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A powerful theme of horror fiction is the existence of another world lying just around the corner from the familiar.

Sometimes this other world is metaphorical, and sometimes, as in T. Kingfisher’s “The Hollow Places,” it’s terrifyingly literal.

Protagonist Kara, recently divorced, has moved back home to North Carolina, where she is helping her eccentric Uncle Earl run his storefront museum of oddities and curiosities.

One day, when not bantering with Simon, the goth barista at the coffee shop next door, she discovers a hole in one wall of the museum leading to a hallway that shouldn’t have room to exist inside the building.

What are Kara and Simon to do except to explore the impossible hallway and see what lies beyond the doorway at the other end?

The uncanny region they discover is inspired by Algernon Blackwood’s classic horror story “The Willows,” though Kingfisher makes this terrible place, one of the most famously unwelcoming landscapes in literature, her own.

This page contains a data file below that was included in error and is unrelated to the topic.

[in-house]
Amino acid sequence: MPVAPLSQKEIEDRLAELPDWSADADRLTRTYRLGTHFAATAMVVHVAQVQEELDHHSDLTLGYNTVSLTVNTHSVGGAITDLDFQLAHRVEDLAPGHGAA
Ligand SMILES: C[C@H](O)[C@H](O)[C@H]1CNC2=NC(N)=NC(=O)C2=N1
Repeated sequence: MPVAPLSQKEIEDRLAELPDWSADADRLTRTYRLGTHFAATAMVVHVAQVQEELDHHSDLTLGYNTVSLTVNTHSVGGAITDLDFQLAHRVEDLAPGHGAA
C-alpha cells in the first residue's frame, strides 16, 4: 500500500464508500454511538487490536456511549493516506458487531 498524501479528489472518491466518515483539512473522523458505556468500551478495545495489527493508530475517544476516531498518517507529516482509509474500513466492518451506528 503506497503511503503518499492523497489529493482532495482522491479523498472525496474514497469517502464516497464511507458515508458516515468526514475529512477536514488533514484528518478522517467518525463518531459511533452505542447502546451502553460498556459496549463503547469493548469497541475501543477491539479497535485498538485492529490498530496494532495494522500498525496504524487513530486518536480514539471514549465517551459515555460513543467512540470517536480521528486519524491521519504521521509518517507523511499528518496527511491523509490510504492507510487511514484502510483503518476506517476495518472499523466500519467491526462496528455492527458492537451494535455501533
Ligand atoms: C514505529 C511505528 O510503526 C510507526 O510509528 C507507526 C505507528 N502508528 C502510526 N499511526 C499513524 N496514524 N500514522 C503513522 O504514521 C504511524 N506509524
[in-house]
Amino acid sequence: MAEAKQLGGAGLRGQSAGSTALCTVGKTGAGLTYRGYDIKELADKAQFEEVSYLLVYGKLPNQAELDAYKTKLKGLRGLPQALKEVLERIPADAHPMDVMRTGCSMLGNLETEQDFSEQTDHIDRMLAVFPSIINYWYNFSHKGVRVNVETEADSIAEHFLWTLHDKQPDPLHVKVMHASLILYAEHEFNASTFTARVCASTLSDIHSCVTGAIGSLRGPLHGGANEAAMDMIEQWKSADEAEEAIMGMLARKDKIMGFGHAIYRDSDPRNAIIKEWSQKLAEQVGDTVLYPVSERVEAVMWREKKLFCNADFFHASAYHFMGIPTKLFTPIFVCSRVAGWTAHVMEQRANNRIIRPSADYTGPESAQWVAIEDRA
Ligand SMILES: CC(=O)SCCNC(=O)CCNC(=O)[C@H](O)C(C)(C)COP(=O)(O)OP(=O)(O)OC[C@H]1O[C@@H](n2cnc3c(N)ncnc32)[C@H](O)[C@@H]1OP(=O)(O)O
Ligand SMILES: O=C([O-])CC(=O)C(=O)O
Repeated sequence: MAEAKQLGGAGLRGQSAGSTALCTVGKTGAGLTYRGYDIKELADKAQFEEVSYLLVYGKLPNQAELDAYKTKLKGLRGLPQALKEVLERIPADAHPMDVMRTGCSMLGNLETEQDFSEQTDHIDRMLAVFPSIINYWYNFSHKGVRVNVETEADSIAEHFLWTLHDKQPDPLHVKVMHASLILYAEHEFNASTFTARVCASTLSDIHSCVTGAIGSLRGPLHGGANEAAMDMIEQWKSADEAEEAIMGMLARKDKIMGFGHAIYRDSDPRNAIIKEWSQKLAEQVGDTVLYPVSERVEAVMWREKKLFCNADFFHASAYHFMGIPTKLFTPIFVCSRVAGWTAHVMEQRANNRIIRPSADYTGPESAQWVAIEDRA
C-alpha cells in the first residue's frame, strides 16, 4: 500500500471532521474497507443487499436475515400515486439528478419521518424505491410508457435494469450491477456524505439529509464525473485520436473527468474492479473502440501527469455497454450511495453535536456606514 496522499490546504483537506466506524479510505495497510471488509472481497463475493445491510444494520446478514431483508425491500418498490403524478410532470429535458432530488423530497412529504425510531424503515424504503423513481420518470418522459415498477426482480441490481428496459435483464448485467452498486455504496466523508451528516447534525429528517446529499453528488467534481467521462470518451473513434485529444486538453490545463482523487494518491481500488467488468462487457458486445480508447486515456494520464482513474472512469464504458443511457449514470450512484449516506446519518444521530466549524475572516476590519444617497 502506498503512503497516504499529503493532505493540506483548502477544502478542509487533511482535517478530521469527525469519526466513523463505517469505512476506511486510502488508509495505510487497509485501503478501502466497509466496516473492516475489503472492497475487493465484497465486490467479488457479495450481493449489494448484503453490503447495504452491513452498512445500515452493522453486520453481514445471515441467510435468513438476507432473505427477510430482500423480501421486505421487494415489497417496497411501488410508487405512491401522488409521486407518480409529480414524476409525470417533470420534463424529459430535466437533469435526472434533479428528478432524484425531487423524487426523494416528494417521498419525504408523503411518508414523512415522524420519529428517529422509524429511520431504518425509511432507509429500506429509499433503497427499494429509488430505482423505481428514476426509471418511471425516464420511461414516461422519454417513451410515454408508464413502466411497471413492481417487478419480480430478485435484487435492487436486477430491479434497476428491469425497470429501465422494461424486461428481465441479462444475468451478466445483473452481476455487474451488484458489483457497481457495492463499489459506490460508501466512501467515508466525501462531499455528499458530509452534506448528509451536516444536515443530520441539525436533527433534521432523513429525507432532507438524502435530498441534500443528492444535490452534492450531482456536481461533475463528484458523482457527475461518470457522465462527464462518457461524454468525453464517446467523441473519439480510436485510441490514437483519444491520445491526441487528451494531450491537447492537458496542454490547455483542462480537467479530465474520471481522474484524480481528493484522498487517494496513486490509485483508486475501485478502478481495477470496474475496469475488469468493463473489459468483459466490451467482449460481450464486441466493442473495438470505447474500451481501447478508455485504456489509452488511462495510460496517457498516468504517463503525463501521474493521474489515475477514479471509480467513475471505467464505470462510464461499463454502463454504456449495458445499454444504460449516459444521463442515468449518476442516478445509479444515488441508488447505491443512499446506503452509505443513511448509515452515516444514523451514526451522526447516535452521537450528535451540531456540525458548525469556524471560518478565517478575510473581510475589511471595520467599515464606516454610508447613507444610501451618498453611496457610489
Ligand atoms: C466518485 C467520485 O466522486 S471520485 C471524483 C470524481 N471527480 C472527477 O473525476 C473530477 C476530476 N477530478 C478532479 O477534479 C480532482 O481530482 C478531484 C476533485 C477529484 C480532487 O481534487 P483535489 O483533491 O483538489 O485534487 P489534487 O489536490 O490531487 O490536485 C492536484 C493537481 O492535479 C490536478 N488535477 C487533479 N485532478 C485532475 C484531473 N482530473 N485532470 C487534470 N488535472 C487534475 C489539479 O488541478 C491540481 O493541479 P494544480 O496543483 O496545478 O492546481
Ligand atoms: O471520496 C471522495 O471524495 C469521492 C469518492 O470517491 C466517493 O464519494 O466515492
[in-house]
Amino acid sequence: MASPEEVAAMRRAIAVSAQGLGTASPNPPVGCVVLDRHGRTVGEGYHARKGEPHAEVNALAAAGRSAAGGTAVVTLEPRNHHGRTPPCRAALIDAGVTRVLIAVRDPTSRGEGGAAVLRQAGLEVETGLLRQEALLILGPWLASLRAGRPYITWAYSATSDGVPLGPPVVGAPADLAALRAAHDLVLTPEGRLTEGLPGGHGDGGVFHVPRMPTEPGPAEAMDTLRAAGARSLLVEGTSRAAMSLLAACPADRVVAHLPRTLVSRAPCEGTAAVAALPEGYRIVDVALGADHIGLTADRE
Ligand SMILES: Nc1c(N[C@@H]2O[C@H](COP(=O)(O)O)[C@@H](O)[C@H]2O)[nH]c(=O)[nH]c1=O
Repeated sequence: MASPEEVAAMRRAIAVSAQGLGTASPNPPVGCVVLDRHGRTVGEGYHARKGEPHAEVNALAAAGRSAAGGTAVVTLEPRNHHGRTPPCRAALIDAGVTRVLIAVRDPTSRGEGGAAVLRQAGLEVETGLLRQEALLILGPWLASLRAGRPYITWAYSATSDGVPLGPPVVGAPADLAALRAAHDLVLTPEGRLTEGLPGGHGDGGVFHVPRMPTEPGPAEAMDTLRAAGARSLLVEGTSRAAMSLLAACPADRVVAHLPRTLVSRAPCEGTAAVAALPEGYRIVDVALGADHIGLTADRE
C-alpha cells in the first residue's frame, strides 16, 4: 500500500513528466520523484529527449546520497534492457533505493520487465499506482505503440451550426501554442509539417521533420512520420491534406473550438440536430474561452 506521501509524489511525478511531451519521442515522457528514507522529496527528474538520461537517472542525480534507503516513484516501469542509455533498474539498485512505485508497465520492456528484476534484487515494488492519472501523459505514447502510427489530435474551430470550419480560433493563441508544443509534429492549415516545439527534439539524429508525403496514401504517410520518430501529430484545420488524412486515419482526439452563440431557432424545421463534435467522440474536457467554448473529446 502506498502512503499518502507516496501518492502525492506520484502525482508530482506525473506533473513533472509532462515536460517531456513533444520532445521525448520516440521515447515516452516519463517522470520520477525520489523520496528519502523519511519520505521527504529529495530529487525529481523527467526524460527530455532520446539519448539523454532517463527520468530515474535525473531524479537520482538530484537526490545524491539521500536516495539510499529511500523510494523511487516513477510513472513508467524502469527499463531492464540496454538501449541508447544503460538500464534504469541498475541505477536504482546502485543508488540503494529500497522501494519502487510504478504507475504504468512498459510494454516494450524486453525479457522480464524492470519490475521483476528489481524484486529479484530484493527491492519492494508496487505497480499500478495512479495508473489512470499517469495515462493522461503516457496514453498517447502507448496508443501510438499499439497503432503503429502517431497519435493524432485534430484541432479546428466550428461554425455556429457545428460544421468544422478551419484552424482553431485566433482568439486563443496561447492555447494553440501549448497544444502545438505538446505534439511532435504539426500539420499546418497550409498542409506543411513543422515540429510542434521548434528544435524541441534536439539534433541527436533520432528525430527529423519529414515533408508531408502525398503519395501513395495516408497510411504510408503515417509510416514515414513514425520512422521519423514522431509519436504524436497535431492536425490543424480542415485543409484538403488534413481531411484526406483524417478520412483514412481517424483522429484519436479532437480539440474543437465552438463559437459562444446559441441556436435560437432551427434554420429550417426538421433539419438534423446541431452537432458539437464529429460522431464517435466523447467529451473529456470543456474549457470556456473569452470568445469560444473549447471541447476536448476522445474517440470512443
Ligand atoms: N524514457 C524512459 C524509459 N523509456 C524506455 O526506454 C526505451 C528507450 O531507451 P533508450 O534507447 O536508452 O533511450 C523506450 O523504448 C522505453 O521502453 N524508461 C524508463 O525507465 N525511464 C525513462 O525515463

Kara and Simon are greatly enjoyable characters to spend time with. Both are witty, leading to wonderful dialogues throughout the book, but they also have their own particularities that make them distinct.

The endearing dialogue and character detail perfectly complement the nightmarish other world Kara and Simon find themselves in, making “The Hollow Places” a relative rarity in fiction — a cozy yet chilling horror story.

Caleb Wilson, an employee of the Urbana Free Library, writes weird fantasy fiction. His first book, “Polymer,” was released in 2018. In addition to weird fiction, he also writes weird text-based computer games.

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